HBO And Darren Aronofsky Are Adapting Margaret Atwood’s ‘MaddAddam’ Trilogy

HBO is developing a sci-fi drama series based on Margaret Atwood’s MaddAddam trilogy (Oryx & Crake, The Year Of The Flood, and MaddAddam). The series will be executive produced by Darren Aronofsky, the director of Requiem for a Dream, Black Swan, The Wrestler, and Noah. Aronofsky may also direct the series.

(Mild spoilers — and talk of blue penises — to follow.) The MaddAddam trilogy takes place in the mid-21st century, following the lives of the remaining survivors — some human and some genetically engineered — of a viral pandemic started intentionally by titular character Crake (née Glenn) in the first part of the trilogy in an attempt to wipe out everyone but his genetically-engineered tribe of “Crakers”.

Since it’s HBO, we fully expect them to include the mating rituals of the Crakers, in which the men wave their erect blue penises around and a female chooses several of her favorites for a week-long orgy. Oryx & Crake was weird, you guys.

But I call it weird with love, and not just because of the blue penises. Margaret Atwood is awesome. In an interview back in 2003 when Oryx & Crake was published, she described herself as a Pessimistic Pantheist, explaining “God is everywhere, but losing.

She also made a few prescient statements that may explain why the director of Noah would find her work so interesting.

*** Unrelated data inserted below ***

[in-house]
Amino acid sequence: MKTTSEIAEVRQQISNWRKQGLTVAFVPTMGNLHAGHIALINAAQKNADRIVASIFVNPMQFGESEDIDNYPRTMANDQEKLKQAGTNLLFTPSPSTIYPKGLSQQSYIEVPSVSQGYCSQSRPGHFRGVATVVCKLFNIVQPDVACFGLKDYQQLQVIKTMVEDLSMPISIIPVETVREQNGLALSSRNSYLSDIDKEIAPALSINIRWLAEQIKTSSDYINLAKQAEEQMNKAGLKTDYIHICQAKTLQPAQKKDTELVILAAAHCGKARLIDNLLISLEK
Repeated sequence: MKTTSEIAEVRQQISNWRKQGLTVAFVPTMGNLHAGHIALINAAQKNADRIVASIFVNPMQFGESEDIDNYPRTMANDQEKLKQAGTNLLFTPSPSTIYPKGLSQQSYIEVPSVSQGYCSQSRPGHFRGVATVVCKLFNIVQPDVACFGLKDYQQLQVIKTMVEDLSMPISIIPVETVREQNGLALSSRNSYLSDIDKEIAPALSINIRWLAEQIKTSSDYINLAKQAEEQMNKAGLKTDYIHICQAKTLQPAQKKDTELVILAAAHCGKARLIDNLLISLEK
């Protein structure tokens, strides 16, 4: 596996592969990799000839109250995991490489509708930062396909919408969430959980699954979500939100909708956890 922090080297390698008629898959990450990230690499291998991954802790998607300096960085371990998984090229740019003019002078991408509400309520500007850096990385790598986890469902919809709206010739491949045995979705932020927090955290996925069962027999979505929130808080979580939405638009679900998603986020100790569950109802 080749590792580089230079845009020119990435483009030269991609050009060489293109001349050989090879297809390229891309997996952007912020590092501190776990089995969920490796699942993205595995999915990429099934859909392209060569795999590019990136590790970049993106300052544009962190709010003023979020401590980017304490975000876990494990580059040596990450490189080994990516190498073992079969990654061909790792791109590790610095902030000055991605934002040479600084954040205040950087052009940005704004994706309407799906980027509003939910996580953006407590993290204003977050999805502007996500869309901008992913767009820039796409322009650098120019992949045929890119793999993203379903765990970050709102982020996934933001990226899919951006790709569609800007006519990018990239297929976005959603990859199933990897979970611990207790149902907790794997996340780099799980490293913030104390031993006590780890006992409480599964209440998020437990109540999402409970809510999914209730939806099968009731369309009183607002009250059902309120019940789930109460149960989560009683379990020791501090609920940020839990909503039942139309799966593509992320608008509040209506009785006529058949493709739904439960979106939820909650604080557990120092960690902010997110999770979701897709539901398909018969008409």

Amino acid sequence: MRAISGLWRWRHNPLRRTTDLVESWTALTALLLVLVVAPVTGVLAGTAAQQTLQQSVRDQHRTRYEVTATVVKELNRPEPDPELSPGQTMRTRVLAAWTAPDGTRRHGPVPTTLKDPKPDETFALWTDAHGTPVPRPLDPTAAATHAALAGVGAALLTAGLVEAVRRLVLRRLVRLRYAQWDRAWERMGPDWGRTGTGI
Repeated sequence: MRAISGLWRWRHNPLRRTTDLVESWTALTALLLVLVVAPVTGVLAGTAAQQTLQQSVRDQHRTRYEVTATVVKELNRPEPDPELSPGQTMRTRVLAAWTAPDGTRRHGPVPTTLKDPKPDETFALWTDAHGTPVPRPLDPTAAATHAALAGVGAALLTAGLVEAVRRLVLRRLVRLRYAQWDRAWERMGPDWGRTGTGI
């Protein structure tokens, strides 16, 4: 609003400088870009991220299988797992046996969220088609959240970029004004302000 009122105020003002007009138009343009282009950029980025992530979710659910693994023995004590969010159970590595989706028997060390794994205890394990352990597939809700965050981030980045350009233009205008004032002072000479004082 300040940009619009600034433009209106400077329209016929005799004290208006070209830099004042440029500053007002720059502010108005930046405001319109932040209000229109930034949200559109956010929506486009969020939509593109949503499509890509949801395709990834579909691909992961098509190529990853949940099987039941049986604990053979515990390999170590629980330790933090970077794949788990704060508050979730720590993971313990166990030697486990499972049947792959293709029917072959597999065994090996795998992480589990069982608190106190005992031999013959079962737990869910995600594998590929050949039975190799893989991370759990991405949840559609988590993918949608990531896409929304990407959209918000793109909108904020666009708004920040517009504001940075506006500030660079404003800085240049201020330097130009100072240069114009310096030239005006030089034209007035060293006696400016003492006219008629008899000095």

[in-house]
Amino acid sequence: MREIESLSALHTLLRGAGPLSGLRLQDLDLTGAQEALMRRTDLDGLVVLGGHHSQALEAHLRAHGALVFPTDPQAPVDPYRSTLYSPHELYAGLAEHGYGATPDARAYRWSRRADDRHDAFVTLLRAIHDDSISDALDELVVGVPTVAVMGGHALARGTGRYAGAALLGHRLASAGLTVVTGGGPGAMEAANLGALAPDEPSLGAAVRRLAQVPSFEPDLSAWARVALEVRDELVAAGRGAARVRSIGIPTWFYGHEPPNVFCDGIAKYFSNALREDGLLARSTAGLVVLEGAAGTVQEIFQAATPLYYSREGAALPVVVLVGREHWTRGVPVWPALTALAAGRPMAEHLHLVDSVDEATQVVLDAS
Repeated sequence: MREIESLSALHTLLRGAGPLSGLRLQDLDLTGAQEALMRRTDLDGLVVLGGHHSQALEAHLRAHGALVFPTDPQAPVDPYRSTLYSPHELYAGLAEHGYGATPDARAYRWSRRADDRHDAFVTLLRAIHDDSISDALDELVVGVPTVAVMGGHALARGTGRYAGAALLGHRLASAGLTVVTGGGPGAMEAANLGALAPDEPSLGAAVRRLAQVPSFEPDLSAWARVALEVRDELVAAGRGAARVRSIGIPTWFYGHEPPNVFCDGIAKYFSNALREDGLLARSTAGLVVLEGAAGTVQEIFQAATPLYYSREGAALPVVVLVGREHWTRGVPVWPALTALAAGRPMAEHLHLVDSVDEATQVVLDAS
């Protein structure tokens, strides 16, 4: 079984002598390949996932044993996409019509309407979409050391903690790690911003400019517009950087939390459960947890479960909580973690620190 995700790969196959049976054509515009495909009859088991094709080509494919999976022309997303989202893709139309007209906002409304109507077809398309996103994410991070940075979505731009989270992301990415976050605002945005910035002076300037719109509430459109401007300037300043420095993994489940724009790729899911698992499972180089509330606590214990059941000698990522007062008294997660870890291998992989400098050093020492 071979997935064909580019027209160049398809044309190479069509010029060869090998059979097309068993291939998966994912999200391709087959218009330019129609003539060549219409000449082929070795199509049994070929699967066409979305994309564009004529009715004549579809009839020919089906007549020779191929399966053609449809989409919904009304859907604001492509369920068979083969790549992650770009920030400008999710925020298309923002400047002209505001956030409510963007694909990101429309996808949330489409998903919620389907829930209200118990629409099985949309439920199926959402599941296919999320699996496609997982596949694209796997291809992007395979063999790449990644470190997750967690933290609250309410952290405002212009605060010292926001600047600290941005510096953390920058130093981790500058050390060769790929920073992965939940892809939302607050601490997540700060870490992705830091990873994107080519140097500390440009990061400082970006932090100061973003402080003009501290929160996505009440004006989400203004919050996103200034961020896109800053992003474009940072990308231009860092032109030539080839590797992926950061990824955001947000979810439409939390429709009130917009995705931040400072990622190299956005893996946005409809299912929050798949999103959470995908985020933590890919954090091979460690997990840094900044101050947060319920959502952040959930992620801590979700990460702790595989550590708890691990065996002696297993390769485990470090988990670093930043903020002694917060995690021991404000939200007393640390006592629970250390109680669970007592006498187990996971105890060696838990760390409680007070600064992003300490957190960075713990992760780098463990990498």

“The human race is terminating species at an alarming rate. It is thereby diminishing God, or the expressions of God. If I were the biblical God I would be very annoyed. He made the thing and saw that it was good. And now people are scribbling all over the artwork. It is noteworthy that the covenant made by God after the Flood was not just with Noah but with every living thing.”

She also talked about her mindset at the outset of writing the trilogy:

“So I’d been clipping small items from the back pages of newspapers for years, and noting with alarm that trends derided ten years ago as paranoid fantasies had become possibilities, then actualities. The rules of biology are as inexorable as those of physics: run out of food and water and you die.” […]

“I wrote several chapters of [Oryx and Crake] on a boat in the Arctic, where I could see for myself how quickly the glaciers were receding.”

I bet all the blue dicks are a metaphor for melting icecaps. Oh man, I’m so good at semiotics.